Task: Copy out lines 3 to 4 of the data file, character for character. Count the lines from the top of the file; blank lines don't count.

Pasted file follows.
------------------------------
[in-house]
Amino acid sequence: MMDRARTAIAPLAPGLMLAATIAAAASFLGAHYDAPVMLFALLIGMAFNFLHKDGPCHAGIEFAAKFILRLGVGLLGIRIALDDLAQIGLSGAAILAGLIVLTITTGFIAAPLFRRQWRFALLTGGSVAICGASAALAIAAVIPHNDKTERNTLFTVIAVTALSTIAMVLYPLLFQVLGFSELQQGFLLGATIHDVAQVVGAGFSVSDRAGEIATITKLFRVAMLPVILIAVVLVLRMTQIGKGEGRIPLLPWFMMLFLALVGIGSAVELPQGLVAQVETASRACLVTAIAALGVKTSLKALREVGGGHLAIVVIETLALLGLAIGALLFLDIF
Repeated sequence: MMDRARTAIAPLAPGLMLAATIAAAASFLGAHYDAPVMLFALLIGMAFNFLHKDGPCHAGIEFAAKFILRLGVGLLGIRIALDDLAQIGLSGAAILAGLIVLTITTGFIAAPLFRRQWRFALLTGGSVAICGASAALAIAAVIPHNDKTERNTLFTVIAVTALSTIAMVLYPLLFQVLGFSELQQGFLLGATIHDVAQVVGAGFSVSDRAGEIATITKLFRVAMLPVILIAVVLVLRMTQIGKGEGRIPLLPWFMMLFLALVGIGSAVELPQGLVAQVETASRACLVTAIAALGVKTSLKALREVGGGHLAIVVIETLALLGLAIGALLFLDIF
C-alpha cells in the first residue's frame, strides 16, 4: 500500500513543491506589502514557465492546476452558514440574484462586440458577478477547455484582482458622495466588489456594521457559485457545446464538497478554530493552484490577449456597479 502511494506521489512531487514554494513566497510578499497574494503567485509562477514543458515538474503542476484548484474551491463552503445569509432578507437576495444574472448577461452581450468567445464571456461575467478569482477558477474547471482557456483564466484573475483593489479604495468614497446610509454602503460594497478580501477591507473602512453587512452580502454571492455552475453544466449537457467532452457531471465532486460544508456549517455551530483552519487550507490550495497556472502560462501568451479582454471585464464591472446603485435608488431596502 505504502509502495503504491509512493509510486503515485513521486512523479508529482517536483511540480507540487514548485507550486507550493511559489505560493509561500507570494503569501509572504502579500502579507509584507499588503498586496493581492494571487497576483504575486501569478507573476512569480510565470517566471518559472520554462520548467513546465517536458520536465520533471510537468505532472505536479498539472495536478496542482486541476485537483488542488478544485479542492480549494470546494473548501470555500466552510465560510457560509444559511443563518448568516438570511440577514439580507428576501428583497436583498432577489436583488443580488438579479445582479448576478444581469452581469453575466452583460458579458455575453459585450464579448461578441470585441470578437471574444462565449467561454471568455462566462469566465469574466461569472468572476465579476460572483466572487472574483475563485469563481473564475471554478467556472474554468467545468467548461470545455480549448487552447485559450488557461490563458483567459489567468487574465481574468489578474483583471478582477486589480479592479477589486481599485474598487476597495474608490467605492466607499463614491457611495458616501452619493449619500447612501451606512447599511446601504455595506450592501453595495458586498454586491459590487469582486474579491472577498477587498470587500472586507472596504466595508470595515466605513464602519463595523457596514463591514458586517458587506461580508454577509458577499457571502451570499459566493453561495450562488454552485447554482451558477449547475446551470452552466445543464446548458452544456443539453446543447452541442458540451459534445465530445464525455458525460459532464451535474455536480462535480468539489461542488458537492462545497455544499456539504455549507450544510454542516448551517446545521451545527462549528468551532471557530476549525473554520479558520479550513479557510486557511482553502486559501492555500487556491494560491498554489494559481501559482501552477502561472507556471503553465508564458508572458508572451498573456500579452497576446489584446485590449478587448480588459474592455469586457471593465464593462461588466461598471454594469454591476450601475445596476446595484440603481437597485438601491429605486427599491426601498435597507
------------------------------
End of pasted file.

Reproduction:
Repeated sequence: MMDRARTAIAPLAPGLMLAATIAAAASFLGAHYDAPVMLFALLIGMAFNFLHKDGPCHAGIEFAAKFILRLGVGLLGIRIALDDLAQIGLSGAAILAGLIVLTITTGFIAAPLFRRQWRFALLTGGSVAICGASAALAIAAVIPHNDKTERNTLFTVIAVTALSTIAMVLYPLLFQVLGFSELQQGFLLGATIHDVAQVVGAGFSVSDRAGEIATITKLFRVAMLPVILIAVVLVLRMTQIGKGEGRIPLLPWFMMLFLALVGIGSAVELPQGLVAQVETASRACLVTAIAALGVKTSLKALREVGGGHLAIVVIETLALLGLAIGALLFLDIF
C-alpha cells in the first residue's frame, strides 16, 4: 500500500513543491506589502514557465492546476452558514440574484462586440458577478477547455484582482458622495466588489456594521457559485457545446464538497478554530493552484490577449456597479 502511494506521489512531487514554494513566497510578499497574494503567485509562477514543458515538474503542476484548484474551491463552503445569509432578507437576495444574472448577461452581450468567445464571456461575467478569482477558477474547471482557456483564466484573475483593489479604495468614497446610509454602503460594497478580501477591507473602512453587512452580502454571492455552475453544466449537457467532452457531471465532486460544508456549517455551530483552519487550507490550495497556472502560462501568451479582454471585464464591472446603485435608488431596502 505504502509502495503504491509512493509510486503515485513521486512523479508529482517536483511540480507540487514548485507550486507550493511559489505560493509561500507570494503569501509572504502579500502579507509584507499588503498586496493581492494571487497576483504575486501569478507573476512569480510565470517566471518559472520554462520548467513546465517536458520536465520533471510537468505532472505536479498539472495536478496542482486541476485537483488542488478544485479542492480549494470546494473548501470555500466552510465560510457560509444559511443563518448568516438570511440577514439580507428576501428583497436583498432577489436583488443580488438579479445582479448576478444581469452581469453575466452583460458579458455575453459585450464579448461578441470585441470578437471574444462565449467561454471568455462566462469566465469574466461569472468572476465579476460572483466572487472574483475563485469563481473564475471554478467556472474554468467545468467548461470545455480549448487552447485559450488557461490563458483567459489567468487574465481574468489578474483583471478582477486589480479592479477589486481599485474598487476597495474608490467605492466607499463614491457611495458616501452619493449619500447612501451606512447599511446601504455595506450592501453595495458586498454586491459590487469582486474579491472577498477587498470587500472586507472596504466595508470595515466605513464602519463595523457596514463591514458586517458587506461580508454577509458577499457571502451570499459566493453561495450562488454552485447554482451558477449547475446551470452552466445543464446548458452544456443539453446543447452541442458540451459534445465530445464525455458525460459532464451535474455536480462535480468539489461542488458537492462545497455544499456539504455549507450544510454542516448551517446545521451545527462549528468551532471557530476549525473554520479558520479550513479557510486557511482553502486559501492555500487556491494560491498554489494559481501559482501552477502561472507556471503553465508564458508572458508572451498573456500579452497576446489584446485590449478587448480588459474592455469586457471593465464593462461588466461598471454594469454591476450601475445596476446595484440603481437597485438601491429605486427599491426601498435597507